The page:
Moving Judge Roy Moore’s Commandments Around

Sept. 14, 2003

The scene outside the Alabama Judicial Building on August 27, 2003, as the two and one-half ton Ten Commandments shrine inside was moved to a back room pursuant to federal and state judicial decrees, was certainly moving, and any witness to it, no matter how calloused, could not help feeling some sympathy for the protestors.

Judge Roy Moore, without approval of the state authorities, had, in the middle of one night in 2001 of the Common Era, secretly inserted his mammoth shrine into the courthouse rotunda, and now the obtrusion had been almost miraculously whisked away on a hydraulic machine. Profound was the rage and grief of those who bore witness. One outraged man bawled through his cupped hands that the government was not going to take his Ten Commandments away from him; a woman sobbed and moaned hysterically as if she had just lost her best friend; several prayed silently on their knees; others laid on their bellies as flat as matzas and mumbled their prayers with lips touching the concrete pavement.

It was a sorrowful sight indeed. Your Humble Author is not a Christian but he respects Christians and he sympathizes too much with almost anyone who displays emotion. Surely something can be done to stop the flow of tears, to assuage the concerns of the children of god. Why not give each child a virtually indestructible wallet-sized replica of the Ten Commandments? That would be in keeping with the intention of the ancient prescription to post the commandments that they may be known to all. And the torah says they should be discussed every day too.

As for the courthouse display, it was definitely an intrusion of Chief Justice Moore’s ego which by constant public practice he had managed to elevate over his almighty superego. The shrine was attractive enough, but it seemed to push one religion over others. Perhaps it would not have been obscene if it had been placed around the rotunda with other religious legal accouterments, such as one of Asoka’s pillars inscribed with the Four Noble Truths – the pillar could be set on a granite elephant pedestal and have a golden Buddha sitting on its capital; a block from the Wailing Wall inscribed with the Shield of David – Moses’ Two Tablets could be hidden in an ark on top; a Koran in a glass case – a page to be turned each day; for the Vaisnava’s, a lingam inserted in a yoni – the lingam might glow in the dark; a mural of Yin and Yang generating Five Elements would be nice; a replica of the tablets found by the Mormon seekers would do; an abstract painting alluding to Nothing would suffice; – perhaps the Bill of Rights; – but enough of this, we get the picture, and we do not mean to slight anyone or leave them out, including good witches and religious atheists.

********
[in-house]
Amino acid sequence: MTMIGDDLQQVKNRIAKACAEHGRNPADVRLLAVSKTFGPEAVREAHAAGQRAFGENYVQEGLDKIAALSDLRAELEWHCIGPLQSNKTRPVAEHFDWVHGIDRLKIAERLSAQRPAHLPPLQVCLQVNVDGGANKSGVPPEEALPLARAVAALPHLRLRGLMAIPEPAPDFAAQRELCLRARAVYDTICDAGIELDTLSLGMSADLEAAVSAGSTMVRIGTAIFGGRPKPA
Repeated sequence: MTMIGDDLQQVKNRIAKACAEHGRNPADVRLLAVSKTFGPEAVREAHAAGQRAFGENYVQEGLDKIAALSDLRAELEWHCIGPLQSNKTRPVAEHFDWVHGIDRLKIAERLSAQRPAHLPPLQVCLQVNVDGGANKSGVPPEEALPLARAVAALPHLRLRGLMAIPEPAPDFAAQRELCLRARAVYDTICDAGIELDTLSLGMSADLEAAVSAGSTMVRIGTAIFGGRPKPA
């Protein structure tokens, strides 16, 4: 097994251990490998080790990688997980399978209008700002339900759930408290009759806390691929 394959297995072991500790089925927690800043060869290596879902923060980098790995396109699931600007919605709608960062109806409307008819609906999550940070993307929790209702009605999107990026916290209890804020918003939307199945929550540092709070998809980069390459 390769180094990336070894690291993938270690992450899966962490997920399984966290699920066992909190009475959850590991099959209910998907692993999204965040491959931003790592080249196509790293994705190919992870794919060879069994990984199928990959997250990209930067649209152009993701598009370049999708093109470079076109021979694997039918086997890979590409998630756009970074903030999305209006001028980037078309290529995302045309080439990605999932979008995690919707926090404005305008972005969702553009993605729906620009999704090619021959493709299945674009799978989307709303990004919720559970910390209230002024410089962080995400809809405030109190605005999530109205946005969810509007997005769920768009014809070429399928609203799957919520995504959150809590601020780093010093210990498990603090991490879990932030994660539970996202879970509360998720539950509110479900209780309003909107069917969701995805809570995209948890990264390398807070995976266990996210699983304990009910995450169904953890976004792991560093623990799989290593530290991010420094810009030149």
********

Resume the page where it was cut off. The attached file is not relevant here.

I respect Christians, and I therefore find occasion to show some respect for them here. We know who fought for religious freedom in the United States and built a wall between religious cults and secular state – Christians. Why? Because they were selfish and altruistic at the same time. Christians wanted their own cults and consciences, thank you very much, and they were reasonable enough in their spiritual foolishness to see that if each were to have their own, all must be secure from political interference as long as all abided by the same laws as every other corporation.

Take Roger Williams, for instance, who coined the phrase, “the wall of separation”, who said that there must be a “hedge of separation between the garden of the church and the wilderness of the world.” There was no more opinionated man than Roger Williams, for, according to him, only his religious views were correct; nonetheless, if one is to have his views he must allow others to have theirs. That did not sit well with the Puritans of Massachusetts. In 1635 Williams was banished to England. He fled to Rhode Island instead and founded Providence. He was true to his word: he tolerated even the Quakers whom he despised. Rhode Island at the time was the most tolerable colony if you wanted a wide variety of religious liberty.

We learned about religious tolerance in grammar school some years ago, we can see where we are going with this theme: on to Madison and Jefferson. We do not want to regress to the colonial days we revolted against, the days of politically established religions with Old Testament laws: death for blasphemy; flogging for disrespecting ministers; whipping for not attending church; banishment; and much more. No, ma’am, no, sir, never. And that intolerance is what the Ten Commandments Judge reminds us of.

Everyone can have their commandments, whatever they are, inscribed on their circumcised hearts as far as this author is concerned, or referred to in context as part of our good heritage; but shoved on us under cover of night? Never. Of course many of us thank Judge Moore for making such a big scene for the individual liberty that put his individuality above all others. We need that every once in awhile so we can get a reading of what is going on behind the scenes in those chambers where judges have their conventicles. It appears that several of Judge Moore’s colleagues in Alabama are conservative Christian judges, and they just said no to him after he tore up the law. Good. But it is not over until the fat lady sings, so we should keep our eyes on those conservative judges and test them again from time to time. People have a way of getting things done without flaunting their religion.







Leave a Reply

Fill in your details below or click an icon to log in: Logo

You are commenting using your account. Log Out /  Change )

Google photo

You are commenting using your Google account. Log Out /  Change )

Twitter picture

You are commenting using your Twitter account. Log Out /  Change )

Facebook photo

You are commenting using your Facebook account. Log Out /  Change )

Connecting to %s